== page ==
Smart Grid -- Vision and Focus
Smart Grid represents a great investment for any Utility and they are understandably reluctant to implement a system that does not meet future specifications. The risks of taking procurement decisions on the wrong technologies or services increase with the pace of innovation launches. Results may vary from paralysis of analysis in which no decision is reached to selections from suppliers that are based solely on price rather than best fit to the current and future objectives. Anticipate and plan for the future requires that we focus on a moving target, but plan for the future will require boldness and talent to be made.
The complexity of Smart Grid Projects is constantly evolving and developing as well bringing the need for organization, that is, qualify for better understanding. As a consequence of change continues, the risk exposure is greater. Utilities are accustomed, for example, to own and control all parts of your infrastructure, and this needs to be changed, especially as regards the structure of communication. Deploy new technologies involves a level of risk and uncertainty daunting for an industry that has not changed much in a century.
On the other hand, some changes have altered the landscape operating Utilities, they are no longer responsible only for the delivery cheap reliable power, but now are seen as agents of economic growth and environmental policy.
The first Smart Grid projects around the world have been funded by Governments through funding, prizes and also the tax waiver. As these stimuli are short-lived, The Regulatory Agencies and Utilities have the difficult task of explaining and convincing "Current Consumer" of the outcome of these current projects. Measuring the value of Smart Grid Projects is challenging because it includes both the direct benefits that everyone recognizes immediately, and the longer term intangible benefits that are more difficult to assign a value.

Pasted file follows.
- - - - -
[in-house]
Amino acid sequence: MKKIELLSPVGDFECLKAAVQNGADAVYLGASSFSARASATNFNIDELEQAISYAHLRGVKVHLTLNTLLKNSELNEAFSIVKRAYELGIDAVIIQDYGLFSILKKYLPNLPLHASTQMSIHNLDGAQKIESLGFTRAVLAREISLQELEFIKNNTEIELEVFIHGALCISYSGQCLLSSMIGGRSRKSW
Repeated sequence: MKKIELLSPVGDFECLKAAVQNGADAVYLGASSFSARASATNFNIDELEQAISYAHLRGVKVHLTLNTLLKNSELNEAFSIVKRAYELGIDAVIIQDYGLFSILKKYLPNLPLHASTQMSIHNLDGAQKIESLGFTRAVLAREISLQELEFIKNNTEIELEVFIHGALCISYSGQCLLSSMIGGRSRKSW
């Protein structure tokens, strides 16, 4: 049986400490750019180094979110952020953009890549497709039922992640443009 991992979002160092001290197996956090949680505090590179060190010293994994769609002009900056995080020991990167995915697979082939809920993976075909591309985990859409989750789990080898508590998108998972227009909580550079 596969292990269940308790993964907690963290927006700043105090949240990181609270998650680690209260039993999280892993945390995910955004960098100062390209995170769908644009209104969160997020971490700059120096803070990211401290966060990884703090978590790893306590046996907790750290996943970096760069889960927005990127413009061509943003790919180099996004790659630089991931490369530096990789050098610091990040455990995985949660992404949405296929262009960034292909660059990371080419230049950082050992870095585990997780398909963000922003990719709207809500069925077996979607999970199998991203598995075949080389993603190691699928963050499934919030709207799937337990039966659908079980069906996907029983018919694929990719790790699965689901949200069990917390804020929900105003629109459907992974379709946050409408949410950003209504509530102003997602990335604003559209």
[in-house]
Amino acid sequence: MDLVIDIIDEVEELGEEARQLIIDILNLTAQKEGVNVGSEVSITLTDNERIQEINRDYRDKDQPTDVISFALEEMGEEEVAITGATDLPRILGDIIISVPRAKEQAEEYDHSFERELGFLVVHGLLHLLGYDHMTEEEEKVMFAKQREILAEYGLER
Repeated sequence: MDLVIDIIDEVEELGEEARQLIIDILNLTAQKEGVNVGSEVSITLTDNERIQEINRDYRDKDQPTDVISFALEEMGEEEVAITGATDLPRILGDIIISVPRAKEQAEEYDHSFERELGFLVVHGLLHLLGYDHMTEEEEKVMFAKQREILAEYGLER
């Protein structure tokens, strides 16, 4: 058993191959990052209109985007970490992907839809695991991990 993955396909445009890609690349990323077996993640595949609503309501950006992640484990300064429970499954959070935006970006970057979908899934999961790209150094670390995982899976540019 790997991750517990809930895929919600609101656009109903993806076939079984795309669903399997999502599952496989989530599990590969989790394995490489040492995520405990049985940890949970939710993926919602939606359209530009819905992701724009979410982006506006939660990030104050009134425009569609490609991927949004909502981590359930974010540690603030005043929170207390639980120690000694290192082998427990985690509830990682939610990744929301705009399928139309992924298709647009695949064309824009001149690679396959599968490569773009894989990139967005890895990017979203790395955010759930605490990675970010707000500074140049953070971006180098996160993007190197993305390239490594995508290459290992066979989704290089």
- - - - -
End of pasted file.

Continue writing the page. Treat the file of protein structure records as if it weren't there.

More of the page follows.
This means that utilities have to deal with the difficulty of managing the stranded costs, if they want to pursue a strategy of smart metering. As we know, stranded costs are the costs associated with technology upgrades that can not be passed on to consumers. As the energy sector is highly regulated, the "Regulatory Issues" will determine the speed of your development, your success and failure. Much more efforts are needed in the definition of critical "Regulatory Issues" for which innovative solutions can be planned and designed.
Smart Grid is an evolutionary process similar to the notion of "Sustainable Development", and has to be implemented in layers. Smart grids require a systems thinking approach to current and future challenges posed by ever-increasing demand.
It can be a trap to think of Intelligent Networks targeting only the technological aspects and is not a single "Technology or Solution", but a series of changes cultural, business, regulatory new vision, new technologies and changing customer behavior, and management has to be less reactive and more proactive.
The smart grid must be defined by outcomes they produce, and these results need to be focused on the major issues facing the Electric Power Utilities. Finally, companies in the "Green Economy" that are connected to the Smart Grid area, need to gain muscle and develop "Knowledge and Pragmatism" to compete with businesses in the "Gray Economy".
When Henry Ford built the Model "Ford T" he also did not ask what consumers wanted. If he asks what consumers wanted, it is quite likely that the answer is this - We want a horse to run faster. He did not ask, and your car was a success, it can also happen with the Smart Grid!
Without efficiency gains, in 2030, we will need 40% more Energy and Water for our needs. China's population today is one hundred times greater than that of the United Kingdom during the Industrial Revolution, and China will reach levels of growth in 10 years that the UK soon 100 years to achieve. Therefore, we are assuming a clash of resource use that will be a thousand times greater - and that considering only the middle class in China.
Energy is an example of commodity that has a guaranteed demand and we can consider Information Technology as a commodity too.
But unlike other commodity classical prices in the area of Information Technology are falling and will continue to fall, the higher demand for information or more people are connected, the prices follow the reverse path.
The tools for IT Management and Automation will optimize virtually any field work activity or process to improve response time and effectiveness.